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Maintain Focus in a Distracting World

Notes from the Expert(s husband) - Part 2

Over the last couple of weeks, many people have told us that maintaining focus is an increasingly difficult challenge. This is especially true now that they are having to work from home and worry about the effect the coronavirus shutdown will have on their lives and livelihoods.

For anyone who believes their work is important to anyone for any reason, this can be an extremely frustrating situation. If you are one of these people, and if you agree that you can only do your best work when you have the opportunity to maintain focus, then you can clearly see the importance of cultivating that seemingly simple ability.

The problem is that it’s not so simple.

Female red shouldered hawk watching

The Four Quadrants of Attention Management

First, as Maura pointed out in her article on the four quadrants of attention management, the ability to maintain focus is just one aspect of effective attention management. As an example, it’s important to know that, in addition to cultivating the ability to maintain focus for extended periods of time, we also have to give our minds the opportunity to wander every once in awhile. Personally, I can’t tell you how many great ideas I’ve come up with when I’ve gone out for a run and chosen to let my mind wander aimlessly instead of focusing on finding a solution a problem.

Still, this post is about that one aspect of attention management, cultivating the ability to maintain focus for extended periods of time, so I’m getting off topic. Is that ironic?

Missing the Boat

For me, throughout my life I’ve proven to have a tremendous ability to take certain things for granted. I distinctly remember thinking more than once, “yeah, I can take that test without studying and do just fine.” You can guess how that worked out.

Thinking that I can always sustain focus when I need to is another thing I’ve tended to take for granted too many times in the past. If I’m honest, I’ve too often let myself get distracted pretty easily. And, I know that has detrimentally affected my work and diminished the value of my results.

As I mentioned in my last post though, I am lucky in that I’m married to the expert. And as a result, I’ve learned a lot of things that have helped me change my self sabotaging ways.

Red shouldered hawk looking down from its perch

Two Types of Distraction

One thing I’ve learned from Maura is a simple fact: there are two kinds of distraction, internal and external.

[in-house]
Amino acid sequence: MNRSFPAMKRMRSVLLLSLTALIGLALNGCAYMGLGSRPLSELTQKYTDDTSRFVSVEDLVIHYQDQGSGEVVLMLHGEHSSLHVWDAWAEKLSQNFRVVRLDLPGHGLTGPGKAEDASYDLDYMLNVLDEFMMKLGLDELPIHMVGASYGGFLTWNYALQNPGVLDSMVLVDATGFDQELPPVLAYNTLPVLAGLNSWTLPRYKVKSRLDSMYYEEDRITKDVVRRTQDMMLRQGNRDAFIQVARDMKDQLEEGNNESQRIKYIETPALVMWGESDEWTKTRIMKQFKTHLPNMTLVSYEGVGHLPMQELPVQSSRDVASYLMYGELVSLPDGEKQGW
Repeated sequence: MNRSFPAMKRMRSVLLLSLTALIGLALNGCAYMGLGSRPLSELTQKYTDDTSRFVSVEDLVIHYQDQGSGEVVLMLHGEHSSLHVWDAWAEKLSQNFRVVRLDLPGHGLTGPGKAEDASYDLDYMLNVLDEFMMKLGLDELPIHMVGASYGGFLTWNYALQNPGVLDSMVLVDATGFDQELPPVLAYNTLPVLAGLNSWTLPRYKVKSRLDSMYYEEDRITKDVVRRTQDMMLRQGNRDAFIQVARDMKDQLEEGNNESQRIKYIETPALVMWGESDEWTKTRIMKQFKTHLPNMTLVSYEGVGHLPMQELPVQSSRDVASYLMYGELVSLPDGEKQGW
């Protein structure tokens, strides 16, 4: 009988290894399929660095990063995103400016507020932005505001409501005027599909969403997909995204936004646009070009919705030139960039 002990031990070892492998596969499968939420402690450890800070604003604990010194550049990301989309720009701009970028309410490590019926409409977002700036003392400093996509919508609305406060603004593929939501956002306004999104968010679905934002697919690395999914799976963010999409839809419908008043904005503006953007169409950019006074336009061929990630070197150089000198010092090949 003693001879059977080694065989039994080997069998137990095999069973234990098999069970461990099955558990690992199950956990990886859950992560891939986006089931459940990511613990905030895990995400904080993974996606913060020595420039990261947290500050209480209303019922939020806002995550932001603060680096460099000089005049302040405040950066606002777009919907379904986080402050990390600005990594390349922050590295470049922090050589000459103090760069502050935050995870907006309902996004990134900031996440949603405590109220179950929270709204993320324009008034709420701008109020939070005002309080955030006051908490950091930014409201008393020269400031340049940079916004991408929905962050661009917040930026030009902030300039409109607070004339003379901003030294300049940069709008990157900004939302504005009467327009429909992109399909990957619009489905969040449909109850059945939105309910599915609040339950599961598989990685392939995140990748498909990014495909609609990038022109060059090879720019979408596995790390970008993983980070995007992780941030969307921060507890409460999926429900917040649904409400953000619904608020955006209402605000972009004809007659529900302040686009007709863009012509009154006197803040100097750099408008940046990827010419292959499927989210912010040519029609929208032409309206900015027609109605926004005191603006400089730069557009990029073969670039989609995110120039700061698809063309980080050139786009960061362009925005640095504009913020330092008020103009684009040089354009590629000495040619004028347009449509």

Internal distractions are in our heads. They are those instances when we involuntarily start ruminating on something that happened in our past, or imagining something we’d like to happen in the future.

External distractions come from our environment. The ringing phone, our pinging email inbox, and interruptions from other people are aspects of our environments that tend to grab our attention with too much ease.

To be effective at maintaining our focus, we have to become effective managers of both internal and external distractions.

Building Your Focus Muscle

A second thing I’ve learned is that using a timer is a great way to strengthen our ability to get control of internal distractions. In doing this, we think of our focus as a muscle that we need to develop with exercise. Think of it like an interval workout. Consider a runner who trains their body to sustain a high level of effort by running at a fast pace for 60 seconds, taking a break for 15 seconds then running at a fast pace for 60 seconds again, repeating the process again and again a certain number of times.

In your case, you would set a timer for five or ten minutes, work without allowing any distraction for that five to ten minute period, then take a two minute break. And then you repeat the process. The timer is important because it provides structure and a measurement that will help you see just how easy, or difficult, it is for you to maintain focus on the given task.

Over time and with consistent practice, you should find that the five to ten minute period can grow and grow until eventually, you are able to maintain focus without internal distractions for an extended period of time.

Red Shouldered Hawk on a bare branch

Getting Help with External Distractions

Finally, I’ve learned that in general, most people are dealing with the same, or similar external distractions. As a result I’ve found myself talking with others about the distractions they have to manage and asking how they do it.

Some of the solutions are pretty simple, from closing the door to posting a sign that communicates a need to focus to blocking time on a shared calendar.

Others are pretty creative and inspiring. Like a parent who played a game with her young kids wherein they set up different forts in separate parts of the house where each would work on their own kingdoms, for a given period of time and with strict rules for communication. Then they got together for a bit of time to talk about the work they did before going back to their forts to work some more. Its pretty amazing what people come up with when they put their minds to it.

Certainly, you can come up with your own solutions. But let me encourage you to take just a bit of time to talk to others about the distractions they have to manage and asking how they do it. Even if you don't get any great ideas that fit your situation perfectly, you will probably be inspired by their creative ideas.

Thank you for reading! Please consider sharing if you think anyone you know can benefit.

If you would like to read part one from this series, Three Things we can Do, click here.

Red shouldered hawk hunting in a tree

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